The contribution of macroalgae-associated fishes to small-scale tropical reef fisheries

Shaun K. Wilson, Christopher J. Fulton, Nicholas A. J. Graham, Rene A. Abesamis, Charlotte Berkström, Darren James Coker, Martial Depczynski, Richard D. Evans, Rebecca Fisher, Jordan Goetze, Andrew S. Hoey, Thomas H. Holmes, Michel Kulbicki, Mae Noble, James P.W. Robinson, Michael Bradley, Carolina Åkerlund, Luke T. Barrett, Abner A. Bucol, Matthew J. BirtDinorah H. Chacin, Karen M. Chong-Seng, Linda Eggertsen, Maria Eggertsen, David Ellis, Priscilla T. Y. Leung, Paul K.S. Lam, Joshua Lier, Paloma A. Matis, Alejandro Pérez-Matus, Camilla V.H. Piggott, Ben T. Radford, Stina Tano, Paul Tinkler

Research output: Contribution to journalArticlepeer-review

10 Scopus citations

Abstract

Macroalgae-dominated reefs are a prominent habitat in tropical seascapes that support a diversity of fishes, including fishery target species. To what extent, then, do macroalgal habitats contribute to small-scale tropical reef fisheries? To address this question we: (1) Quantified the macroalgae-associated fish component in catches from 133 small-scale fisheries, (2) Compared life-history traits relevant to fishing (e.g. growth, longevity) in macroalgal and coral-associated fishes, (3) Examined how macroalgae-associated species can influence catch diversity, trophic level and vulnerability and (4) Explored how tropical fisheries change with the expansion of macroalgal habitats using a case study of fishery-independent data for Seychelles. Fish that utilised macroalgal habitats comprise 24% of the catch, but very few fished species relied entirely on macroalgal or coral habitats post-settlement. Macroalgal and coral-associated fishes had similar life-history traits, although vulnerability to fishing declined with increasing contribution of macroalgae association to the catch, whilst mean trophic level and diversity peaked when macroalgal-associated fish accounted for 20%–30% of catches. The Seychelles case study revealed similar total fish biomass on macroalgal and coral reefs, although the biomass of primary target species increased as macroalgae cover expanded. Our findings reinforce that multiple habitat types are needed to support tropical fishery stability and sustainability. Whilst coral habitats have been the focus of tropical fisheries management, we show the potential for macroalgae-associated fish to support catch size and diversity in ways that reduce vulnerability to overfishing. This is pertinent to seascapes where repeated disturbances are facilitating the replacement of coral reef with macroalgal habitats.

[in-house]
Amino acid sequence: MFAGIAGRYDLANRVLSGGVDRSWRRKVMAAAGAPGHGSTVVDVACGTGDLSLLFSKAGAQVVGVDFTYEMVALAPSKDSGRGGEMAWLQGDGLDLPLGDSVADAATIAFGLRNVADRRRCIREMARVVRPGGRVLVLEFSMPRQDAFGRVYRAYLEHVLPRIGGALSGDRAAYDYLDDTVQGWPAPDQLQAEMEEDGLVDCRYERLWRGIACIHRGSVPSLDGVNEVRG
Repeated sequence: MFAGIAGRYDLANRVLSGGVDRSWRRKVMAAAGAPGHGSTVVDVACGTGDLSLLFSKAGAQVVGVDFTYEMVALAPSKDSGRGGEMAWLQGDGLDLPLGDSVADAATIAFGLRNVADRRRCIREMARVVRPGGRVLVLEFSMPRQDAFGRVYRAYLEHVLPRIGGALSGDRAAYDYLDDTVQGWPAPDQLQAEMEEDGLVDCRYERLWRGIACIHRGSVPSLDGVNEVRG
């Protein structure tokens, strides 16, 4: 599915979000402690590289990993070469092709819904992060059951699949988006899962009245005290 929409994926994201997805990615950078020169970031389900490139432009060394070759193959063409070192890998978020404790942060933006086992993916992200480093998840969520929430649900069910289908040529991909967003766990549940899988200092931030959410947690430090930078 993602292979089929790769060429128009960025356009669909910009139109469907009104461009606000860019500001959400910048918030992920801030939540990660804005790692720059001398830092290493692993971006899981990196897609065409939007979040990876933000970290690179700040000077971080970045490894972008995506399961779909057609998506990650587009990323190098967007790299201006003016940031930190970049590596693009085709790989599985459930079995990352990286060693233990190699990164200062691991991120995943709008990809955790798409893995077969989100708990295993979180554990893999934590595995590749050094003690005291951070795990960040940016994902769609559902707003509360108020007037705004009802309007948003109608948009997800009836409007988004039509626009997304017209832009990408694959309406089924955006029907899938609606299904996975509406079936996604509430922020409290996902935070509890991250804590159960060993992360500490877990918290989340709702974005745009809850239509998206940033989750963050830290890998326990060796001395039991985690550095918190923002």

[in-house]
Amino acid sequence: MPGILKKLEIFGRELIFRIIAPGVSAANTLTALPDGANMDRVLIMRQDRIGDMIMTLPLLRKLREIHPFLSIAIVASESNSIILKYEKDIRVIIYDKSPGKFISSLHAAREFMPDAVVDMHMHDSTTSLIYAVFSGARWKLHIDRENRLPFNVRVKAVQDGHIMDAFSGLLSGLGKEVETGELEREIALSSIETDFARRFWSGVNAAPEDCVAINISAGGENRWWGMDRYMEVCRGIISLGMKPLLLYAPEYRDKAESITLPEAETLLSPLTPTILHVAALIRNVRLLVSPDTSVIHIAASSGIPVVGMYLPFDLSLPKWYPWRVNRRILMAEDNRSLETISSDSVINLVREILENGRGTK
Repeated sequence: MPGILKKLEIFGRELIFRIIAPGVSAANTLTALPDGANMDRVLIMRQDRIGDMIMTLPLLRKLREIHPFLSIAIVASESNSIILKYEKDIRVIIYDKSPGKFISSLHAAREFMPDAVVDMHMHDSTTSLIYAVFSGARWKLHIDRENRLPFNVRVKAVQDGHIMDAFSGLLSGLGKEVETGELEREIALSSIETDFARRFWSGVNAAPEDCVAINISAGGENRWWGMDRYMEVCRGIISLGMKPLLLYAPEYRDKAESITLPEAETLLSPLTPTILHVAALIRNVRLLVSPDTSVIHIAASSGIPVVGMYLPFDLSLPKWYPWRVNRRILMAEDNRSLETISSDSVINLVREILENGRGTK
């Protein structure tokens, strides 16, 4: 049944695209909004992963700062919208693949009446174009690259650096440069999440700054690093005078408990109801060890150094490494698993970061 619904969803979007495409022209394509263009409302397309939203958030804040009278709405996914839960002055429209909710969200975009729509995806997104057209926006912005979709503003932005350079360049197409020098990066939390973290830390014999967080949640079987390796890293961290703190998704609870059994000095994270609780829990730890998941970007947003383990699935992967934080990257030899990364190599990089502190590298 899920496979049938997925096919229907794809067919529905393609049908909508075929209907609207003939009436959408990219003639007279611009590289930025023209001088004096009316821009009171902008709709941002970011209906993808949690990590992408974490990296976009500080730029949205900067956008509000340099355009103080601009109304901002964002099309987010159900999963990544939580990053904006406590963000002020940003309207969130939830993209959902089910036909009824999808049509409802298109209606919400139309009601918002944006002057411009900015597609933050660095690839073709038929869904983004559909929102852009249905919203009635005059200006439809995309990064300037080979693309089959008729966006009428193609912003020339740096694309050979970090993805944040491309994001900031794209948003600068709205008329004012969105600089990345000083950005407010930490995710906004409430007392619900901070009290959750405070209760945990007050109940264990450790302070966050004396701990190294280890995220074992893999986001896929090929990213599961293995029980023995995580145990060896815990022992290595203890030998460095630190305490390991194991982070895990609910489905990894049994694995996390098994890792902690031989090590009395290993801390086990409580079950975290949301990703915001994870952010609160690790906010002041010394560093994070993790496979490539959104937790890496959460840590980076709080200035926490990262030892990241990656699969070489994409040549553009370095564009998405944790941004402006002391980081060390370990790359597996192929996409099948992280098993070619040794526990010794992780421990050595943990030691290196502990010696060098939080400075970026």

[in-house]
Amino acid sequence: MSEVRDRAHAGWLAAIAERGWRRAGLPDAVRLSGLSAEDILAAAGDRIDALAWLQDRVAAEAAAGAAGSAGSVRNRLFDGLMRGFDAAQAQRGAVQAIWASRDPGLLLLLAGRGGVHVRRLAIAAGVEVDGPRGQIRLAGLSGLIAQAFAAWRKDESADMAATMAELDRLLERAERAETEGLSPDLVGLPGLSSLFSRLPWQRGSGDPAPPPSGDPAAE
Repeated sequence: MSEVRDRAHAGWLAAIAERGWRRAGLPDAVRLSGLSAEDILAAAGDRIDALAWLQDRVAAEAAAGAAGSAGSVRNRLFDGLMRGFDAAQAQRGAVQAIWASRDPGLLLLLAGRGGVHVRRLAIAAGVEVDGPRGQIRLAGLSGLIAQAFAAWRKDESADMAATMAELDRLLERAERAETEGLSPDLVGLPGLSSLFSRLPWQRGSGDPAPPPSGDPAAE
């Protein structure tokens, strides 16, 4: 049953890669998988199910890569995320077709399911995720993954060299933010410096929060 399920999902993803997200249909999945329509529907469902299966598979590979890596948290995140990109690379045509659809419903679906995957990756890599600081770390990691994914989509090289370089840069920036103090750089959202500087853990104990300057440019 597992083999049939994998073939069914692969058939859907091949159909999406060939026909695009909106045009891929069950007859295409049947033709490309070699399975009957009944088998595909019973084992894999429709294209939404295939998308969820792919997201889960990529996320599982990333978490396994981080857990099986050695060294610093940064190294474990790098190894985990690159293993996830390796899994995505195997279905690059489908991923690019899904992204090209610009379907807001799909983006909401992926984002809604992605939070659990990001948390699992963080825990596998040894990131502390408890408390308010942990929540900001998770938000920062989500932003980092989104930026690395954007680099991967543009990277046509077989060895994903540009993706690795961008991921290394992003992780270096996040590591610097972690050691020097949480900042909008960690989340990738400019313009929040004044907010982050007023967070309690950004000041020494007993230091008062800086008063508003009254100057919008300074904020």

Original languageEnglish (US)
JournalFish and Fisheries
DOIs
StatePublished - Mar 15 2022

Bibliographical note

KAUST Repository Item: Exported on 2022-03-17
Acknowledgements: Maria Beger and an anonymous reviewer provided insightful comments on the manuscript. Support was provided by the WA Department of Biodiversity, Conservation & Attractions, Australian Institute of Marine Science, the Environment Conservation Fund of the Government of Hong Kong SAR (ECF15/2015 to PTYL and PKSL), the Philippine Department of Science and Technology Grants-in-Aid Program (to RAA and AAB), the Australian Research Council (DE130100688 to ASH), the Royal Society (UF140691 fellowship to NAJG), The Leverhulme Trust ( fellowship to JPWR) and the Swedish Research Council (2015–01257, E0344801).

ASJC Scopus subject areas

  • Ecology, Evolution, Behavior and Systematics
  • Oceanography
  • Aquatic Science
  • Management, Monitoring, Policy and Law

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